Non-democratic revolutions and attempts at state breakup: is there a connection?




Katz, Mark N.

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Heldref Publications


Not all revolutions are followed by attempts at state breakup (much less successful ones). This pattern has occurred, though, in many states where there are regionally dominant minorities (groups that area minority in a country as a whole but form a majority in a particular region) or where there are otherwise distinct regional identities. This article argues that a revolution in a country containing regionally dominant minorities or otherwise distinct regional identities that does not deliver on democratic promises can eventually lead to avigorous attempt at state breakup. The article begins with the elaboration of a five-stage theory explaining how this type of revolution leads to an attempt at state breakup. It then examines four case studies--Russia, Yugoslavia, Indonesia, and Iraq--in light of this theory. Finally, it discusses the implications of this theory for other countries with regionally dominant minorities that have experienced nondemocratic revolutions but no efforts at actual democratization.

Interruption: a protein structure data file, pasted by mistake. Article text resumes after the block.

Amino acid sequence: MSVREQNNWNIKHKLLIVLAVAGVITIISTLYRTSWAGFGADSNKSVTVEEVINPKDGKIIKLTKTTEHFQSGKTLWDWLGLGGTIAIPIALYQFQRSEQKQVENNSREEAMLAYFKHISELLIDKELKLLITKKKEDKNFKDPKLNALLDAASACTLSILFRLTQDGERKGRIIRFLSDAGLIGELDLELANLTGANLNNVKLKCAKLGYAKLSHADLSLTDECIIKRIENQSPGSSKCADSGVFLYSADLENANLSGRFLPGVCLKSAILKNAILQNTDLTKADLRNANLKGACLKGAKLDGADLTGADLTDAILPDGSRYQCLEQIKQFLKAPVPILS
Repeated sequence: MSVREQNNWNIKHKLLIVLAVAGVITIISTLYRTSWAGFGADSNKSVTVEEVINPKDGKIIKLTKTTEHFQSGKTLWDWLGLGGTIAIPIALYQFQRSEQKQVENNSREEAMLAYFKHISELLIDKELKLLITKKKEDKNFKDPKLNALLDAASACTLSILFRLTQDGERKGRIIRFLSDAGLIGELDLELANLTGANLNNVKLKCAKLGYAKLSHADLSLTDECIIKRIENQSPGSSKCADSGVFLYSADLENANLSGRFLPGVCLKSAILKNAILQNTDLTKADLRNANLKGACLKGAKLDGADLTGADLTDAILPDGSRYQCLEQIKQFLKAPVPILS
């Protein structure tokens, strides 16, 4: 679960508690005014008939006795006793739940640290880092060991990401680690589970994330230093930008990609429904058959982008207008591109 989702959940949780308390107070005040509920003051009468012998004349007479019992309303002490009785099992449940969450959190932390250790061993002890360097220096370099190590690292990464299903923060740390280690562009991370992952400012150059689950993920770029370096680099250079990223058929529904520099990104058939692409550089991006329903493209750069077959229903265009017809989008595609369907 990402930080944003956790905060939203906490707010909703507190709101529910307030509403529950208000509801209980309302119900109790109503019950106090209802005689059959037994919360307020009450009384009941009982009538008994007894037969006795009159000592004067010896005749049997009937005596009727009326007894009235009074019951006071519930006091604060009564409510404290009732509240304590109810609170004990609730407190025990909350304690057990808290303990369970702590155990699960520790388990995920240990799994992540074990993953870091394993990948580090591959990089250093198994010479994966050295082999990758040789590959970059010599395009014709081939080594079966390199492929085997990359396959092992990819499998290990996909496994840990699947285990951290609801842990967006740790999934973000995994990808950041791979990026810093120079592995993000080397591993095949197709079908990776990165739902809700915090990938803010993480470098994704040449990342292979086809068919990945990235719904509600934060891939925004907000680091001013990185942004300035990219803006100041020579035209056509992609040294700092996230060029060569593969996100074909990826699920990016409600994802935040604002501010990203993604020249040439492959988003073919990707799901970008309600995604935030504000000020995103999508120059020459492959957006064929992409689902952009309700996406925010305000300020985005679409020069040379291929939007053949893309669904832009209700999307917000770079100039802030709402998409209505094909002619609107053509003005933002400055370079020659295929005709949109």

Published by Heldref Publications.


Russia, Revolution, Yugoslavia, Indoneisa, Iraq